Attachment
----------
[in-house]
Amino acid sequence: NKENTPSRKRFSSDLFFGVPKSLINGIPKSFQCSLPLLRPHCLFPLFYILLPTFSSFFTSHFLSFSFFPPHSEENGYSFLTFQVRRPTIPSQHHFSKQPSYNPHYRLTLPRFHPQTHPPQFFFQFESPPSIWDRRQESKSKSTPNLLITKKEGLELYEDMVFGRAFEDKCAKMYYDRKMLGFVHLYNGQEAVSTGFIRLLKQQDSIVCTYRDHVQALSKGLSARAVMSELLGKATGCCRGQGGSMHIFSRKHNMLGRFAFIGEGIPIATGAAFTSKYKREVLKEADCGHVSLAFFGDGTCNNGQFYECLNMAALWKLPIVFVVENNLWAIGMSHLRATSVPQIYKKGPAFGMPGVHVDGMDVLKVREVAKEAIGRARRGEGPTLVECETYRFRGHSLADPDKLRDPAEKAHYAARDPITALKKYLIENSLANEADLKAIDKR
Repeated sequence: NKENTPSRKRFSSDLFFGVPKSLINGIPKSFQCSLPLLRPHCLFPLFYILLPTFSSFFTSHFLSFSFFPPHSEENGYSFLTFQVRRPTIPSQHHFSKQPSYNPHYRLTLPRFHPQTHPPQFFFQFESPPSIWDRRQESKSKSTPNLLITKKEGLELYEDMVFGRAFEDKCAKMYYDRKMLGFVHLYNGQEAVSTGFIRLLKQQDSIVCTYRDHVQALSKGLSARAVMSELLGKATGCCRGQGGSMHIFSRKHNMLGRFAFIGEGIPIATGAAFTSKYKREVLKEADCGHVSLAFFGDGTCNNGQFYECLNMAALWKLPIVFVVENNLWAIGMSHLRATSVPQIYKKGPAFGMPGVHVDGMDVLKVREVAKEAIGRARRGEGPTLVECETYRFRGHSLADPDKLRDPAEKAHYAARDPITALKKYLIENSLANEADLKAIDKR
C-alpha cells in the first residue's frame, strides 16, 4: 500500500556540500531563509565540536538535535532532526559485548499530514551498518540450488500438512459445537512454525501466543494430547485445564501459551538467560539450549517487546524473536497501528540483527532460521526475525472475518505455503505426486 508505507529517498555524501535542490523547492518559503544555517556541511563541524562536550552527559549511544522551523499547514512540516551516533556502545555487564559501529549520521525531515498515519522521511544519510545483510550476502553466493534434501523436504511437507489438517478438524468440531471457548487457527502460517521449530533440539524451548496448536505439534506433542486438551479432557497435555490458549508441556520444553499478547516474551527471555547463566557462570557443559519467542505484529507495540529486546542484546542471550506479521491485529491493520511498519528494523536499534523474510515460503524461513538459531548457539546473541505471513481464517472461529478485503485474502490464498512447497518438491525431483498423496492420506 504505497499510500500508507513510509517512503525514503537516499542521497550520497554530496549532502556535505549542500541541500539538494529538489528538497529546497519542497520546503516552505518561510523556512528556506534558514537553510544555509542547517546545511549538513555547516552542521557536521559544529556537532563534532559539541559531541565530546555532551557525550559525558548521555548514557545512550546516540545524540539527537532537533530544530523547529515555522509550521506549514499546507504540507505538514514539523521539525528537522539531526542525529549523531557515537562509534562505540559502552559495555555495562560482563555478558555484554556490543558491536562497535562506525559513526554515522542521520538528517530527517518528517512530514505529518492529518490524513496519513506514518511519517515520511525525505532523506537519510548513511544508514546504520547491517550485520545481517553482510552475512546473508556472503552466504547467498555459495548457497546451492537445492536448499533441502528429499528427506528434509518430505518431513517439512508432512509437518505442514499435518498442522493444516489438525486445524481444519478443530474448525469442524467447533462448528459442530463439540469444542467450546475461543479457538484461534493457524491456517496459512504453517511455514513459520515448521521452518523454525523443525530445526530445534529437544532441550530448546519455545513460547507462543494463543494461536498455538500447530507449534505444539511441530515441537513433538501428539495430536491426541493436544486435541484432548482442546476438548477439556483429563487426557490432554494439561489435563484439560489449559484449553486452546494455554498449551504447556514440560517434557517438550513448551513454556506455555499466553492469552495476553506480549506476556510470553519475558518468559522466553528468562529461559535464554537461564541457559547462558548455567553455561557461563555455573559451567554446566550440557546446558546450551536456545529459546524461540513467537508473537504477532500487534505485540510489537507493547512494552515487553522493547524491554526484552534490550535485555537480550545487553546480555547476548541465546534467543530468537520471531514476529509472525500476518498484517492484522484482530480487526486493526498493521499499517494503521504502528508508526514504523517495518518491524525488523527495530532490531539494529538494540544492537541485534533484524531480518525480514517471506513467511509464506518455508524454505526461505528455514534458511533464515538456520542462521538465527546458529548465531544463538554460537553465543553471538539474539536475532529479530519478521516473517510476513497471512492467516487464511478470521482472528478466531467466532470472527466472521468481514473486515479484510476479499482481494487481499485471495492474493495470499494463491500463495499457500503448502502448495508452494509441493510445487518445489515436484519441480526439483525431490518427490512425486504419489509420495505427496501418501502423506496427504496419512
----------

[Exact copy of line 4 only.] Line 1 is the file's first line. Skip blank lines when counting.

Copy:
C-alpha cells in the first residue's frame, strides 16, 4: 500500500556540500531563509565540536538535535532532526559485548499530514551498518540450488500438512459445537512454525501466543494430547485445564501459551538467560539450549517487546524473536497501528540483527532460521526475525472475518505455503505426486 508505507529517498555524501535542490523547492518559503544555517556541511563541524562536550552527559549511544522551523499547514512540516551516533556502545555487564559501529549520521525531515498515519522521511544519510545483510550476502553466493534434501523436504511437507489438517478438524468440531471457548487457527502460517521449530533440539524451548496448536505439534506433542486438551479432557497435555490458549508441556520444553499478547516474551527471555547463566557462570557443559519467542505484529507495540529486546542484546542471550506479521491485529491493520511498519528494523536499534523474510515460503524461513538459531548457539546473541505471513481464517472461529478485503485474502490464498512447497518438491525431483498423496492420506 504505497499510500500508507513510509517512503525514503537516499542521497550520497554530496549532502556535505549542500541541500539538494529538489528538497529546497519542497520546503516552505518561510523556512528556506534558514537553510544555509542547517546545511549538513555547516552542521557536521559544529556537532563534532559539541559531541565530546555532551557525550559525558548521555548514557545512550546516540545524540539527537532537533530544530523547529515555522509550521506549514499546507504540507505538514514539523521539525528537522539531526542525529549523531557515537562509534562505540559502552559495555555495562560482563555478558555484554556490543558491536562497535562506525559513526554515522542521520538528517530527517518528517512530514505529518492529518490524513496519513506514518511519517515520511525525505532523506537519510548513511544508514546504520547491517550485520545481517553482510552475512546473508556472503552466504547467498555459495548457497546451492537445492536448499533441502528429499528427506528434509518430505518431513517439512508432512509437518505442514499435518498442522493444516489438525486445524481444519478443530474448525469442524467447533462448528459442530463439540469444542467450546475461543479457538484461534493457524491456517496459512504453517511455514513459520515448521521452518523454525523443525530445526530445534529437544532441550530448546519455545513460547507462543494463543494461536498455538500447530507449534505444539511441530515441537513433538501428539495430536491426541493436544486435541484432548482442546476438548477439556483429563487426557490432554494439561489435563484439560489449559484449553486452546494455554498449551504447556514440560517434557517438550513448551513454556506455555499466553492469552495476553506480549506476556510470553519475558518468559522466553528468562529461559535464554537461564541457559547462558548455567553455561557461563555455573559451567554446566550440557546446558546450551536456545529459546524461540513467537508473537504477532500487534505485540510489537507493547512494552515487553522493547524491554526484552534490550535485555537480550545487553546480555547476548541465546534467543530468537520471531514476529509472525500476518498484517492484522484482530480487526486493526498493521499499517494503521504502528508508526514504523517495518518491524525488523527495530532490531539494529538494540544492537541485534533484524531480518525480514517471506513467511509464506518455508524454505526461505528455514534458511533464515538456520542462521538465527546458529548465531544463538554460537553465543553471538539474539536475532529479530519478521516473517510476513497471512492467516487464511478470521482472528478466531467466532470472527466472521468481514473486515479484510476479499482481494487481499485471495492474493495470499494463491500463495499457500503448502502448495508452494509441493510445487518445489515436484519441480526439483525431490518427490512425486504419489509420495505427496501418501502423506496427504496419512